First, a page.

Sacha Baron Cohen tells American town about a new mosque and the reaction is pure chaos 1 year ago

Sacha Baron Cohen tells American town about a new mosque and the reaction is pure chaos

This is causing huge controversy in the US.

Kingman, Arizona is the latest target for Sacha Baron Cohen's social satire program on Showtime's Who Is America?.

In the segment, Cohen, posing as an uber-liberal, calls a community meeting in Kingman, where he introduces plans to build a massive mosque in the small town in a multimillion dollar project.

The gathering of 21 people learn about the new plans as Cohen, dressed in disguise, explains to a room which grows increasingly volatile and anxious.

Video via SpoilersTV

The city of Kingman responded to the video with a statement on the town's Facebook page. They wrote:

“Every city has resident voices that challenge respect and dignity for others. They are wrong and unfortunate. That was no exception on Sunday’s ‘Who Is America?’ show on Showtime in which an actor baited purported residents to vociferously oppose a fictitious, supersized mosque in our city.

"Another in the audience also stated negative feelings towards African-Americans. No matter the instigation or that numerous ‘focus group’ participants don’t even live in Kingman, the show’s characterization in the words of one member of our Kingman City Council ‘broke her heart.’ Why? Because our community has made great strides to erase previous perceptions. We do have a mosque. We do have a robust Latino community. We do welcome tourists from all over the world, especially more and more from Asia fascinated by our Route 66 history. We do have African-Americans applying for leadership positions with the city. This is the Kingman of today, not of yesterday.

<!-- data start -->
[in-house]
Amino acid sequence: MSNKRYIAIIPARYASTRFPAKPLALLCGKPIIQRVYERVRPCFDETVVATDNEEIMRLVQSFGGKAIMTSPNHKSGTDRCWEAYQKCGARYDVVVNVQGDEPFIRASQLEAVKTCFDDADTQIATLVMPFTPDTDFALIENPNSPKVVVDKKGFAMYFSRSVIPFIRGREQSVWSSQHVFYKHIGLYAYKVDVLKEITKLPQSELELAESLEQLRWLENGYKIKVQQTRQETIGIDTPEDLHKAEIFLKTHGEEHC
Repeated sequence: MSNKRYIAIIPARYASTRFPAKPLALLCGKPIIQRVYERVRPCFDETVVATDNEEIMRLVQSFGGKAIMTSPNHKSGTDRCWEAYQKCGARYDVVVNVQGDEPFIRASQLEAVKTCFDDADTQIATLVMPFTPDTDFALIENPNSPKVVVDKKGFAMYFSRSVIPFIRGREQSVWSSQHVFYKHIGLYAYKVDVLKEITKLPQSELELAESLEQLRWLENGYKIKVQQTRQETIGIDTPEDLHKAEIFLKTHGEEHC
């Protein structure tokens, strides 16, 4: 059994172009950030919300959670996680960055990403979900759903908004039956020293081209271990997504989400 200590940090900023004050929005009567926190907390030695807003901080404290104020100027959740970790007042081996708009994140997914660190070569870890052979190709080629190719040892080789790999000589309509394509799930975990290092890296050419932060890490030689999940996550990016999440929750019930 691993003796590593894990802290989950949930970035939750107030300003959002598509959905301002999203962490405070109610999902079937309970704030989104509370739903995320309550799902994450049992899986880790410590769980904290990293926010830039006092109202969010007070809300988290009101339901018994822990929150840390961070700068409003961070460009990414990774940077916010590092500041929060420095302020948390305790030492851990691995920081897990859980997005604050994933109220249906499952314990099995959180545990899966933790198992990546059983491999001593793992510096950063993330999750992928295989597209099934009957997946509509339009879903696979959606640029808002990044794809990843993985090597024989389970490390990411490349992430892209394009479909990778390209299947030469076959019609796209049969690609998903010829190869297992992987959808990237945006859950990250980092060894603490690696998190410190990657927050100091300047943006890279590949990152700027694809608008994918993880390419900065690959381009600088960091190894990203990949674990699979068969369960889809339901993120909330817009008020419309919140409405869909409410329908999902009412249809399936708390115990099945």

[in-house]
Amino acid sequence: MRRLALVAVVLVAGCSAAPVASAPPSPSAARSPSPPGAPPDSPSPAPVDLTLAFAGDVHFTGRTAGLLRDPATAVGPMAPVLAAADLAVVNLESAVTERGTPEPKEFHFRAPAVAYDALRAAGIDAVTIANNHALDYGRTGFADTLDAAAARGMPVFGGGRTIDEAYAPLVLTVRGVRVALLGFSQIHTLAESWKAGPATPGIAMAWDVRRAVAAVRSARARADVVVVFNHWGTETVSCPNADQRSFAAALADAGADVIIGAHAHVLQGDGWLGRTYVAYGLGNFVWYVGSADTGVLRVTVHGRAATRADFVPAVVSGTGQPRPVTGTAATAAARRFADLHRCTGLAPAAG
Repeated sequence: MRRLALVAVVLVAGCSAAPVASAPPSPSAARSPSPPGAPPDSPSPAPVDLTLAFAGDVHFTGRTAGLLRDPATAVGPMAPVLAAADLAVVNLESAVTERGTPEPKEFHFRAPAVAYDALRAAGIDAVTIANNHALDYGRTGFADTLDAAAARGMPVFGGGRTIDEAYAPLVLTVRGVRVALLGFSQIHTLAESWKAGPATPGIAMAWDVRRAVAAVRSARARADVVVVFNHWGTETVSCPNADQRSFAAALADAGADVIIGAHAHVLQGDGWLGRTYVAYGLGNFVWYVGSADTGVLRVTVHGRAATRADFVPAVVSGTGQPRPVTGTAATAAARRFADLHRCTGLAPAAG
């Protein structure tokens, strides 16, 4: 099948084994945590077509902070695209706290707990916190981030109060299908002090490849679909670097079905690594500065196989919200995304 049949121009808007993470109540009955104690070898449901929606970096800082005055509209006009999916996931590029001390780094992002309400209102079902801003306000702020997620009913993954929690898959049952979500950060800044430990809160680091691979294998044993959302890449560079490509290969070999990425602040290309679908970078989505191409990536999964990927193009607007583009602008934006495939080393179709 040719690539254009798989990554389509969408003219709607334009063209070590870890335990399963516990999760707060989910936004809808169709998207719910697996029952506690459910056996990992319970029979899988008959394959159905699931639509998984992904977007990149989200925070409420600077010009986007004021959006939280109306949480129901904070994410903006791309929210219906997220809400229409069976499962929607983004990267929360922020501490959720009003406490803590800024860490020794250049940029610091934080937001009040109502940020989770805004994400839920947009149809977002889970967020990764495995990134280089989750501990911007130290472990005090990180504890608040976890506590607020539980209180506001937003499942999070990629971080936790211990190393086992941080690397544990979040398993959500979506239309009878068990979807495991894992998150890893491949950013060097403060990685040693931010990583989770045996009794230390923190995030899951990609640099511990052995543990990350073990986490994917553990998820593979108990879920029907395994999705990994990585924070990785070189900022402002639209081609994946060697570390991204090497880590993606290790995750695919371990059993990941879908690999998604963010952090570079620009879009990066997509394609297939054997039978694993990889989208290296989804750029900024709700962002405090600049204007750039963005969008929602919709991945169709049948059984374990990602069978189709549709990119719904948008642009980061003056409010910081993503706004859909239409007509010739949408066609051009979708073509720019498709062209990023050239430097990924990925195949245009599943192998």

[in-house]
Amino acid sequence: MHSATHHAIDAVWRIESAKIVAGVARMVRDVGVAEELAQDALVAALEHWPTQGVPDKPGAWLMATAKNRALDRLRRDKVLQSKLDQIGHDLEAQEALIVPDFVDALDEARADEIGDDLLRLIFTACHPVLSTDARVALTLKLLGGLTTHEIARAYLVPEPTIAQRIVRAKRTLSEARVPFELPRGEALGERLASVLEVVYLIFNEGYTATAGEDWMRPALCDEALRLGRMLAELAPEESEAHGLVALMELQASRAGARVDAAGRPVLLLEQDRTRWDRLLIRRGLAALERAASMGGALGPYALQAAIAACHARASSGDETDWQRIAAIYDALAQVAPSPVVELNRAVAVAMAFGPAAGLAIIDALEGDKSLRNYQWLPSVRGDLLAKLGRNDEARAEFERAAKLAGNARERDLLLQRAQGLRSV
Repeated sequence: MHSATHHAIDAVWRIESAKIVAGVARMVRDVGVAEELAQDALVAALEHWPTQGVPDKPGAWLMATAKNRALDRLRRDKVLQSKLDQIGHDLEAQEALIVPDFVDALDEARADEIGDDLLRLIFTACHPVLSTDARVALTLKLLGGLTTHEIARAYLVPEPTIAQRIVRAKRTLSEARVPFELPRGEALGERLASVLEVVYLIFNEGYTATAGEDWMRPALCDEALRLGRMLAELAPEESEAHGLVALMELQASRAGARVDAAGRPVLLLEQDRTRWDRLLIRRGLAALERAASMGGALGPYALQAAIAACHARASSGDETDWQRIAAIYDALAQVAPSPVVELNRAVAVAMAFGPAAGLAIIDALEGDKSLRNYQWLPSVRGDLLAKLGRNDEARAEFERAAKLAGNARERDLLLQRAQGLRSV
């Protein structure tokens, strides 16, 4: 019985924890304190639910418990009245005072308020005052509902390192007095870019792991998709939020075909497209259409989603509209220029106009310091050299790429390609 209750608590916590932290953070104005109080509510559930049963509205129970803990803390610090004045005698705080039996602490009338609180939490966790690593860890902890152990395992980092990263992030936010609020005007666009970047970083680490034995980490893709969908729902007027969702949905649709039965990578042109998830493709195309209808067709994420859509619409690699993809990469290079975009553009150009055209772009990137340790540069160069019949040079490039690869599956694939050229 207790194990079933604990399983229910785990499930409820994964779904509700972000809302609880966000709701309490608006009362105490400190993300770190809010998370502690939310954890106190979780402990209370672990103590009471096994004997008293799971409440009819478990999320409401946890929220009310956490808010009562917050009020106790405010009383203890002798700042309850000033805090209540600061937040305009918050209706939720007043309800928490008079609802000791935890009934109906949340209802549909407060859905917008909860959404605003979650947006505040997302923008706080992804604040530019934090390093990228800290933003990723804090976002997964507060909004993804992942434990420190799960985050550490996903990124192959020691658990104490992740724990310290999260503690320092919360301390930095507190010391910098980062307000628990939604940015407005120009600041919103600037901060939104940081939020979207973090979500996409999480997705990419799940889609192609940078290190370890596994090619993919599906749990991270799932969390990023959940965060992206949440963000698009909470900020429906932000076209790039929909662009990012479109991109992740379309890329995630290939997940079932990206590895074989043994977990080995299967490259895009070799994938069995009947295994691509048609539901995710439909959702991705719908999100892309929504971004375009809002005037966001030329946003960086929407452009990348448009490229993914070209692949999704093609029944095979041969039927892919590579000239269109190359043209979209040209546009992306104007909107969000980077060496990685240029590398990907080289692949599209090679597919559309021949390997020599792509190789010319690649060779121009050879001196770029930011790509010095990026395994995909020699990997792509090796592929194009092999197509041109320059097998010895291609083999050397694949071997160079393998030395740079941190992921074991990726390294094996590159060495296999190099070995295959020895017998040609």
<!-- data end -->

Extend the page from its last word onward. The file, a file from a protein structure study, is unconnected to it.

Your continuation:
The statement continued to say:

"Shrugging this off is not going to be us. We're going to use this opportunity to keep moving our community forward with the help of many community stakeholders including the Kingman Interfaith Council."

Kingman Mayor Monica Gates also told The Washington Post that she "didn't recognize a soul in that video."

Speaking to the publication she said:

"The comments in the show, fairly or unfairly, show that we still have more work to do. So here are additional steps we are going to be taking as ours is a community like too many others in America that still encounter such issues. For the first time our City Manager will be bringing to the City Council a resolution in support of National Hispanic Heritage Month, beginning on September 15th, in honor of our significant Latino community. We intend to invite Phoenix Pastor Warren Stewart to help us honor Martin Luther King Junior Day in January. Stewart admirably and courageously led the fight for the State of Arizona to honor the fallen civil rights leader. We also plan to work with our Interfaith Council to develop the community’s first Diversity Commission that will be charged with expanding what our city and community does for people of all types and persuasions that have contributed, and will contribute, to this great country."